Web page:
The ATC is actually Not-for-Profit !
It should be noted above all else, that the Australian Turf Club is a not for profit organisation “established for the encouragement of horse racing, and other incidental related purposes and to carry on any other activity which is calculated directly or indirectly to enhance or further the interests of registered horse racing” according to their Constitution . Their Charter certainly does not include residential property development and so it shouldn’t, nor should be there a need to maximise the profit on the disposal of any “surplus land”. The thoroughbred racing industry is already extremely lucrative and projects should be funded by their ordinary activities or borrowings against their existing assets. Any surplus assets should simply be donated to other not for profit organisations or otherwise returned to the people of NSW, such is the “winding up” clause in their Constitution. Is it appropriate then that the ATC should be allowed to sell it all before that happens ?
How was Canterbury Park acquired in the first place and was it actually purchased and at a fair price?
Following the excellent work of the now Professor Wayne Peak in his PhD thesis ” unregistered Proprietary Horse Racing in Sydney 1888-1942“, it is evident that the original purchase of Canterbury Park (and many other privately owned courses in Sydney for that matter) by the Sydney Turf Club in 1943, did not just take advantage of the distressed state of independent race clubs at the end of WW2 but actually had a big hand in engineered it in the first place. The new legislation at the end of WW2 and the distressed state of the current owners ensured these Courses were acquired on such favourable terms that that no private company could ever replicate such a deal. In short the State government at the time took away their licenses to operate, took advantage of the fact thee course were in very poor condition and the investor had suffered many years of little or no income from owning them. It is no wonder these distressed owners & investors were more than willing to offload them at any price and the newly formed, government backed STC was there to pick up the pieces without any other competition and for a song !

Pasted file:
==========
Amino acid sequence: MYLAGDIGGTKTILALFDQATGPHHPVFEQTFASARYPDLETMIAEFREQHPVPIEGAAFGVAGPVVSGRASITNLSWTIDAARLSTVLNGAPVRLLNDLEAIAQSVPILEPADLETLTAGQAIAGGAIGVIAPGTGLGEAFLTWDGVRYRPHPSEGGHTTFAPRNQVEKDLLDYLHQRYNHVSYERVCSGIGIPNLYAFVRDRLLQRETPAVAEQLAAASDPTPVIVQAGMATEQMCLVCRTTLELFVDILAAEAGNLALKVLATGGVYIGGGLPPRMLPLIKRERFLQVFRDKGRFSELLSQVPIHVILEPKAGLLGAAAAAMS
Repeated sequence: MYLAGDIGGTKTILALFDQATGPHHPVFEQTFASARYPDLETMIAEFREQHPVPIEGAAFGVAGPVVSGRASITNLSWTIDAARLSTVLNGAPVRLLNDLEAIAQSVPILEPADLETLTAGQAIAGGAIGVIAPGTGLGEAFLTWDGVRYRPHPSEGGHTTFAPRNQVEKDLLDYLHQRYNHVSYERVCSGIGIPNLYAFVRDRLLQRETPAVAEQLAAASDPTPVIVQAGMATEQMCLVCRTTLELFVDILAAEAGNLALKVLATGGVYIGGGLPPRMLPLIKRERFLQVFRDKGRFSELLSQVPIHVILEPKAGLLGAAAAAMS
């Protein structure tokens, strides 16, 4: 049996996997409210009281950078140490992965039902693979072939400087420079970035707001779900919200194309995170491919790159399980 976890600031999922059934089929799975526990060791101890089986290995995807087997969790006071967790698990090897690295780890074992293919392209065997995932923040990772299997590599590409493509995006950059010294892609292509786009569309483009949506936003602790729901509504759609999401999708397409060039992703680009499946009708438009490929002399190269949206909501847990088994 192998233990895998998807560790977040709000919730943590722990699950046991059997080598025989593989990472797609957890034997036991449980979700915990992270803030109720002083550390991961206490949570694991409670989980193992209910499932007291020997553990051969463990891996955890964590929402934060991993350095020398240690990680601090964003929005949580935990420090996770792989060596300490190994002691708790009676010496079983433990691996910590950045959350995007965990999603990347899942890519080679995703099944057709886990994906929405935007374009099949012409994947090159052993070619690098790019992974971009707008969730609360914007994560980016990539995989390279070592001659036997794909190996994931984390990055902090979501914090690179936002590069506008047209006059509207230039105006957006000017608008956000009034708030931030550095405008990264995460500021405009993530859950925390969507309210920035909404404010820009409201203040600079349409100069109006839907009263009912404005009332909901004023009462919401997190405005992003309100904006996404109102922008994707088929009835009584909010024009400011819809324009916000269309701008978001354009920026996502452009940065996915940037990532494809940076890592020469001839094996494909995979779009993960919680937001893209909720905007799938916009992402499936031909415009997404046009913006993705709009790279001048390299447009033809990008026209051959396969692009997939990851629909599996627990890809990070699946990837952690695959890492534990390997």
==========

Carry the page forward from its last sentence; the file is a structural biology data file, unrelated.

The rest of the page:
The $174 million Merger incentive
According to the book “THE ESSENTIAL CLUB a history of the Sydney Turf Club 1943-2011 ” by Gary Lester, the Hon. Kevin Greene, Labor Minister for Gaming and Racing sealed the up to then unseal-able deal to entice the STC to merge with the AJC to form the ATC by way of a $174 million injection of funds as a non-repayable loan. The money was mostly aimed to prop up the AJC balance sheet to the tune of $150 million, and the STC, who were up to then in good financial shape, were granted the extra $24 Million for new projects.
What of all the other public money used to support the Racing industry over the years ?
“There has been a long standing practice since before the privatisation of the TAB to provide infrastructure to race clubs by what are termed “Interest Free Interminable Loans” (IFIL). The rationale for this funding mechanism is that the loan is repayable if a race club sells its assets and ceases to conduct racing.” Quote from “Three Year Statutory Review of the Australian Jockey and Sydney Turf Clubs Merger Act 2070” page 54. I think that says it all, there will be hundreds of millions of dollars given as IFIL’s that the public will never get back, surely the hand back of Canterbury Park to the people should be enough to call it even?